POWERSTROKE 6.0 CAUTION
Dear Powerstroke 6.0 Owners,
Please consider the following information before using NMF.
Bottomline upfront: The Powerstroke 6.0 has a defect which when using NMF may increase a Powerstroke 6.0’s already high risk of injector failure. Replacing injectors is expensive.
Since the Powerstroke 6.0L came out in 2003, many PS 6.0L owners have enjoyed the performance of NMF and have used it with no issues. That said, we have received three reports from 6.0 owners of injector failure after applying NMF. There was no investigation into one failure. Investigation of the other two incidents revealed that much sludge had broken free of the engine and was suspended in the oil.
Since 1998, NMF has been used in thousands of gasoline-, diesel-, 2-stroke-, and alcohol-powered vehicles without issue. We believe there is not a way for NMF to damage any part of a vehicle; NMF leaves no residue, does not change the characteristics of oil, and prevents corrosion.
It is well-established that PS 6.0L engines regularly have inexplicable injector failures. Ford internal communications indicate that Ford knew the engine was defective in that way before putting it into production and continued production without informing the public or fixing the problem. For this reason, Ford was sued by customers in a class action lawsuit. A summary of the class action lawsuit is at the link http://topclassactions.com/lawsuit-settlements/lawsuit-news/1598-ford-defective-60l-engine-class-action-lawsuit. On that page below the summary hundreds of Ford F350 and F250 owners speak of spending thousands of dollars due to unexplainable injector failures after something as seemingly irrelevant as an oil change.
Were the three 6.0 injector failures related to NMF use? Possibly, but only three reports in 14 years is statistically a very low number. If there was a connection, what would explain it? Below is a theory that would make sense.
Fact #1: 6.0 injectors operate on a high-pressure system. Oil under high pressure pushes down a plunger which enables fuel to be sprayed into the cylinder. If there isn’t high pressure, the plunger won’t be suppressed and injection won’t occur.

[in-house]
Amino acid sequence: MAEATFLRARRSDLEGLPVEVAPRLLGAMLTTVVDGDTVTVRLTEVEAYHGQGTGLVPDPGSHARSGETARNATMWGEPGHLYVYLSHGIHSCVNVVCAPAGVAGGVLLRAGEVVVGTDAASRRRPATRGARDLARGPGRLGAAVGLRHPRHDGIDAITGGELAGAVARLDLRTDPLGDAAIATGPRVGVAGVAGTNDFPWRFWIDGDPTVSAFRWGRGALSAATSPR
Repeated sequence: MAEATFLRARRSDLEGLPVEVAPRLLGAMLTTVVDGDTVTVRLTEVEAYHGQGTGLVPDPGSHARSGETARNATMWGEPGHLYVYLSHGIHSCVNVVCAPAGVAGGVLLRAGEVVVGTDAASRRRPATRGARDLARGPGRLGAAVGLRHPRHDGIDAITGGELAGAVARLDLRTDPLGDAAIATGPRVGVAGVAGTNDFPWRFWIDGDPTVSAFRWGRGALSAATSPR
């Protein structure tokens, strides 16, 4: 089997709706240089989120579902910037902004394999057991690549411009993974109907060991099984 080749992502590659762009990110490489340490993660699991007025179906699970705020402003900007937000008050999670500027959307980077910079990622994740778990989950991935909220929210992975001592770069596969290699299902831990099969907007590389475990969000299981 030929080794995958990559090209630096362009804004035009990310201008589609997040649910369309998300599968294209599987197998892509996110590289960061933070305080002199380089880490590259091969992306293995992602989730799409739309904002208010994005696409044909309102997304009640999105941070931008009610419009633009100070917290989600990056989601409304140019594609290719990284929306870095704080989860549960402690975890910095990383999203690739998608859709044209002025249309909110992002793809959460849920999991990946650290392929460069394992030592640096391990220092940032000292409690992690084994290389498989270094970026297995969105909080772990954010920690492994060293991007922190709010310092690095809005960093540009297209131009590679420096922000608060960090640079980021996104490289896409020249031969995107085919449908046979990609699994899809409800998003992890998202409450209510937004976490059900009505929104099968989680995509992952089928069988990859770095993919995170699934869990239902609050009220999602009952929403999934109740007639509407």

Fact #2: Upon activation, NMF begins cleaning the engine. Wear material and residue that had been clinging to the engine are suspended in the oil.
Theory: newly suspended residue, before it could be removed by the filter, clogged the 6.0’s oil rails or injector galleyway, preventing adequate oil flow. Lack of oil pressure would preclude injection. For perspective, let’s look at a cutaway of a 6.0 injector:
If this theory is true, why have there been no issues with other HEUI systems such as the Powerstroke 7.3? It’s because the 6.0 oil rails and injector galleyway, about the diameter of a ballpoint pen tube, are by far the narrowest pathways for oil. For example, the 7.3 doesn’t use oil rails. Instead, oil flows through the head directly into ports in the injector which are twice the diameter of the 6.0’s galleyway.
If this theory reflects what happened in those reported cases of injector failure, what is the significance for PS 6.0 owners? For one, it would mean NMF is doing its job of cleaning the engine. Secondly, it would mean that although your 6.0 will most likely be among the vast majority with no issues, using NMF could possibly increase its already high risk of injector failure.